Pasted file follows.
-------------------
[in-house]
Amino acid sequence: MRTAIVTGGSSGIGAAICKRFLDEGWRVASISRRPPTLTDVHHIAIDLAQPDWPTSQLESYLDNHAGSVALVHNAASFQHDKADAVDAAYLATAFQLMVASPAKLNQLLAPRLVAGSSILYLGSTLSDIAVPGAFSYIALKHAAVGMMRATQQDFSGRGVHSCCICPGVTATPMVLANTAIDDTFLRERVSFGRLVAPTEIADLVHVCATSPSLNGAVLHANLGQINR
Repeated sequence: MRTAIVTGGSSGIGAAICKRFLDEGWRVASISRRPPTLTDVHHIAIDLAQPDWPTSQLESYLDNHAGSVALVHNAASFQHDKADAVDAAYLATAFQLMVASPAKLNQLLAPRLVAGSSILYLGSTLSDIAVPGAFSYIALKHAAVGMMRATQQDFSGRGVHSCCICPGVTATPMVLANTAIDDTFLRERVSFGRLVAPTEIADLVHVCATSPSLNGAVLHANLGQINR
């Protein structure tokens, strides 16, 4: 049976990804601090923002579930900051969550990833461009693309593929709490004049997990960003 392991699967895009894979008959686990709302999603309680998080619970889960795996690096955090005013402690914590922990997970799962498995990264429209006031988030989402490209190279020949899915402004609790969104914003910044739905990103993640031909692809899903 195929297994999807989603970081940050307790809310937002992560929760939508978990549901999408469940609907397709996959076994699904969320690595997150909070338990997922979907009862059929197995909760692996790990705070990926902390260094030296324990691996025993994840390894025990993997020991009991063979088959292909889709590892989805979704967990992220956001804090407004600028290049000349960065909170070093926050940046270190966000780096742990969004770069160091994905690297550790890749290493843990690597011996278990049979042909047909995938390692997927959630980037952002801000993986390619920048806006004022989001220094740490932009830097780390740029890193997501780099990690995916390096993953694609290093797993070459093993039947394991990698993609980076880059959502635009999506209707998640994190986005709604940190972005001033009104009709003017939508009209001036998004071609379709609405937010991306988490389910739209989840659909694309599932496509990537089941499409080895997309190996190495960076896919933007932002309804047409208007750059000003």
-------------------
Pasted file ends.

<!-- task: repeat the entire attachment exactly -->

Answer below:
[in-house]
Amino acid sequence: MRTAIVTGGSSGIGAAICKRFLDEGWRVASISRRPPTLTDVHHIAIDLAQPDWPTSQLESYLDNHAGSVALVHNAASFQHDKADAVDAAYLATAFQLMVASPAKLNQLLAPRLVAGSSILYLGSTLSDIAVPGAFSYIALKHAAVGMMRATQQDFSGRGVHSCCICPGVTATPMVLANTAIDDTFLRERVSFGRLVAPTEIADLVHVCATSPSLNGAVLHANLGQINR
Repeated sequence: MRTAIVTGGSSGIGAAICKRFLDEGWRVASISRRPPTLTDVHHIAIDLAQPDWPTSQLESYLDNHAGSVALVHNAASFQHDKADAVDAAYLATAFQLMVASPAKLNQLLAPRLVAGSSILYLGSTLSDIAVPGAFSYIALKHAAVGMMRATQQDFSGRGVHSCCICPGVTATPMVLANTAIDDTFLRERVSFGRLVAPTEIADLVHVCATSPSLNGAVLHANLGQINR
């Protein structure tokens, strides 16, 4: 049976990804601090923002579930900051969550990833461009693309593929709490004049997990960003 392991699967895009894979008959686990709302999603309680998080619970889960795996690096955090005013402690914590922990997970799962498995990264429209006031988030989402490209190279020949899915402004609790969104914003910044739905990103993640031909692809899903 195929297994999807989603970081940050307790809310937002992560929760939508978990549901999408469940609907397709996959076994699904969320690595997150909070338990997922979907009862059929197995909760692996790990705070990926902390260094030296324990691996025993994840390894025990993997020991009991063979088959292909889709590892989805979704967990992220956001804090407004600028290049000349960065909170070093926050940046270190966000780096742990969004770069160091994905690297550790890749290493843990690597011996278990049979042909047909995938390692997927959630980037952002801000993986390619920048806006004022989001220094740490932009830097780390740029890193997501780099990690995916390096993953694609290093797993070459093993039947394991990698993609980076880059959502635009999506209707998640994190986005709604940190972005001033009104009709003017939508009209001036998004071609379709609405937010991306988490389910739209989840659909694309599932496509990537089941499409080895997309190996190495960076896919933007932002309804047409208007750059000003």